Maine voters choose Woodrow Wilson in the presidential election, the first Democrat since Bowdoin graduate Franklin Pierce won in 1852.


Incorporation of the towns of Connor and Wade.


Outbreak of World War I; U.S. not involved until 1917.
Public Utilities Commission formed after voters approve it in a referendum.
Thorton Academy girls win the State Basketball Championship title, finishing the season with a 9-1 record.


First Workers’ (at the time “Workmen’s”) Compensation law enacted to compensate for injuries received on the job.
Incorporation of the towns of Chapman, North Kennebunkport, and South Bristol.
German army officer arrested attempting to blow up the Canadian Railroad Bridge between Vanceboro and Canada.


Machine gun inventor Sir Hiram Stevens Maxim, of Sangerville, who also invented smokeless powder, a gas generator and other items, dies in London.
Sieur de Monts National Monument (now Acadia National Park) was designated by Presidential Proclamation.


Shipwreck of the two-masted schooner Willis & Guy, built in 1873 in Belfast, on the ledges of Pemaquid Point in a dense fog.
Kittery-Portsmouth Naval Shipyard produces the first Navy-built submarine for use in World War I.


Theaters closed statewide to limit spread of the influenza epidemic in which 43,242 Maine people became ill. 2,554 died directly of the disease, 1,556 died of related pneumonia.
Birth of Congressman (1957-1961) and Chief Judge of the U. S. Court of Appeals for the First Circuit (1972-1983) Frank M. Coffin.
Acadia National Park created.
World War I ends; 1,026 Mainers died of a total 35,061 who served.


Name of Sieur de Monts National Monument (now Acadia National Park) was changed to Lafayette National Park by an Act of Congress.
Mandatory deer registration begins. Residents must purchase “lifetime” licenses to hunt deer.
The state’s forest resources stand at a record low 80 million cords of timber, because of intense harvesting, recent fires, and clearing for farms.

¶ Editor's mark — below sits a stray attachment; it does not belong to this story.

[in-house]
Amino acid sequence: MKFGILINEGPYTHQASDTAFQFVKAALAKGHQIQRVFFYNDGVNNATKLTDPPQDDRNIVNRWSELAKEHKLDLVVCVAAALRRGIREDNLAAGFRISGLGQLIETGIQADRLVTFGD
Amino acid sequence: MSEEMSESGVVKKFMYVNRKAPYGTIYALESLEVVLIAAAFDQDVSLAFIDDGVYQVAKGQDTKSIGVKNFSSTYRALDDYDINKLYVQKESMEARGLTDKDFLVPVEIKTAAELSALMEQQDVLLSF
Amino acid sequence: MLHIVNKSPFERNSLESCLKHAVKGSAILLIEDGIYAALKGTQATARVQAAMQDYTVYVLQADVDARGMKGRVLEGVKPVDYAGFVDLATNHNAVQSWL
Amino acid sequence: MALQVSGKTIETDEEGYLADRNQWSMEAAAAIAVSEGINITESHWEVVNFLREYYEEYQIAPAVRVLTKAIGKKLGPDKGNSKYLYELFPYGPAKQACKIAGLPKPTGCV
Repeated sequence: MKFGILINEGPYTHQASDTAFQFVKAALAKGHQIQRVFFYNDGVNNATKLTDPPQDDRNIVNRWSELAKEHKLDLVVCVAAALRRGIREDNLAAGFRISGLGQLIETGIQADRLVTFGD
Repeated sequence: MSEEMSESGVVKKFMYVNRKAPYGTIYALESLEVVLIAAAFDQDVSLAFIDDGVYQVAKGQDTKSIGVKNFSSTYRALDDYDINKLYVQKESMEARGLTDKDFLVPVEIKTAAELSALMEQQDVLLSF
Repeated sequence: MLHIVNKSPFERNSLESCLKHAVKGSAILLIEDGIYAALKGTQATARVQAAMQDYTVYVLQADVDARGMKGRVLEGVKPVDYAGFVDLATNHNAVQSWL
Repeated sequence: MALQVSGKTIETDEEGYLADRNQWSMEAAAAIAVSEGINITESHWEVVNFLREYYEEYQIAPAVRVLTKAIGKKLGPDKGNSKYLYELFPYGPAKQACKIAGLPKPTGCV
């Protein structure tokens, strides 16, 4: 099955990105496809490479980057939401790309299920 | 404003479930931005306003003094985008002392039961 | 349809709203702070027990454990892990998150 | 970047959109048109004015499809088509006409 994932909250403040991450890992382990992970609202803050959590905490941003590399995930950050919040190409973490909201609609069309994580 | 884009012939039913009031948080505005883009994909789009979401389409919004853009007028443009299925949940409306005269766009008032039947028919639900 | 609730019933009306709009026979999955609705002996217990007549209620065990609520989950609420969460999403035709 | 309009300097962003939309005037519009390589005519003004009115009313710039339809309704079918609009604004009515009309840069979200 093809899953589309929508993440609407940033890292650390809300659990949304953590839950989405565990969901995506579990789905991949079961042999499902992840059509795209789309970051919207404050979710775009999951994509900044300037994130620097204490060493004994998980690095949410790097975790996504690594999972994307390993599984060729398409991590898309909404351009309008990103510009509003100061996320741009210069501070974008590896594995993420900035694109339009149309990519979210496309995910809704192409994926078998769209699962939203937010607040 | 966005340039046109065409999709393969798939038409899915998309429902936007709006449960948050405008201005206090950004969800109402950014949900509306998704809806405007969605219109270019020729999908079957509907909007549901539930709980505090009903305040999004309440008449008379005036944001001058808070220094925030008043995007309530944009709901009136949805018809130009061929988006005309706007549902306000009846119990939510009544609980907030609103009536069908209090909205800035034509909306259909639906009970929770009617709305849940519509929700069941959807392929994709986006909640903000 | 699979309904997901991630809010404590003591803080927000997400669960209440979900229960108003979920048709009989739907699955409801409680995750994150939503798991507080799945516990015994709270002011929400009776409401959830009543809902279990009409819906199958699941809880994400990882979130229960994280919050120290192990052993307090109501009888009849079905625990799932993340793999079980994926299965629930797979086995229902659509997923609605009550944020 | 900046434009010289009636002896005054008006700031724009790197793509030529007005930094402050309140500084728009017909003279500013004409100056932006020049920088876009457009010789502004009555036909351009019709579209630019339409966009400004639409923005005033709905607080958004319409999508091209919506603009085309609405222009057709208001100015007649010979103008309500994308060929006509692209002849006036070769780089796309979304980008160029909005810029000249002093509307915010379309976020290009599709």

First official airmail flight in Maine, from Portland to Augusta and return.


Population: 768,014.


Incorporation of the towns of Drew and Owl’s Head.
Medical School of Maine, located at Bowdoin College, closes after a century of operation.
Guy Gannet buys the Waterville Sentinel; as well as the Portland Press and the Portland Herald, creating the Portland Press Herald.
The first girl’s varsity game in any sport played at the U. of Maine is a basketball game with New Hampshire.


Incorporation of the town of Dover-Foxcroft.
Dora B. Pinkham wins election to the Maine House of Representatives as the first woman member of the legislature.
Maine Publicity Bureau formed by the tourism industry.


Shipwreck of the five masted schooner Robert W., built in 1847, when it was caught in a northeast gale and struck York Beach.
Shipwreck of the steamer City of Rockland on Dix Island at the mouth of the Kennebec River in a dense fog. All passengers were removed safely.
State adopts a gasoline tax to finance road building as automobile use grows.
Following a blizzard on December 28-29, 1922, a second arrived on January 23, 1023, making a snowfall of 70 inches for the season at that point in areas around Brunswick.


Resurgent Ku Klux Klan claims at least 20,000 members in Maine.
Birth of Congressman (1965-1973) and U.S. Senator (1973-1979) William D. Hathaway.
WABI in Bangor begins broadcasting as Maine’s first radio station and remains the oldest continuing radio station in Maine.


Ralph O. Brewster becomes Governor, with suspected sympathies for the Klan.
Bath Iron Works is sold at a public auction, operations are idled.
Limit set at one deer of either sex per hunter, statewide.
Guy Gannet acquires the Portland Evening Express and the Portland Sunday Telegram; his family controls them until 1998.
Bangor Hydro-Electric Company formed from several smaller companies, providing power to 20,000 customers and a trolley line.


The First Radio Parish Church of America began on WCSH AM radio in Portland.


Child labor laws strengthened to require an eighth grade education before children could get a work permit.


A high point for newspapers with ten dailies, two tri-weeklies, one semi-weekly, and forty-eight weeklies in the state.


Acadia National Park named by an Act of Congress, following two other designations since its origin in 1916.
Shipwreck of the three masted schooner Wawenock on Brimstone Ledge with a load of granite from Sullivan bound for New York.
Jackson Laboratory in Bar Harbor founded.
New York Stock Market crashes, signaling the Great Depression of the 1930’s.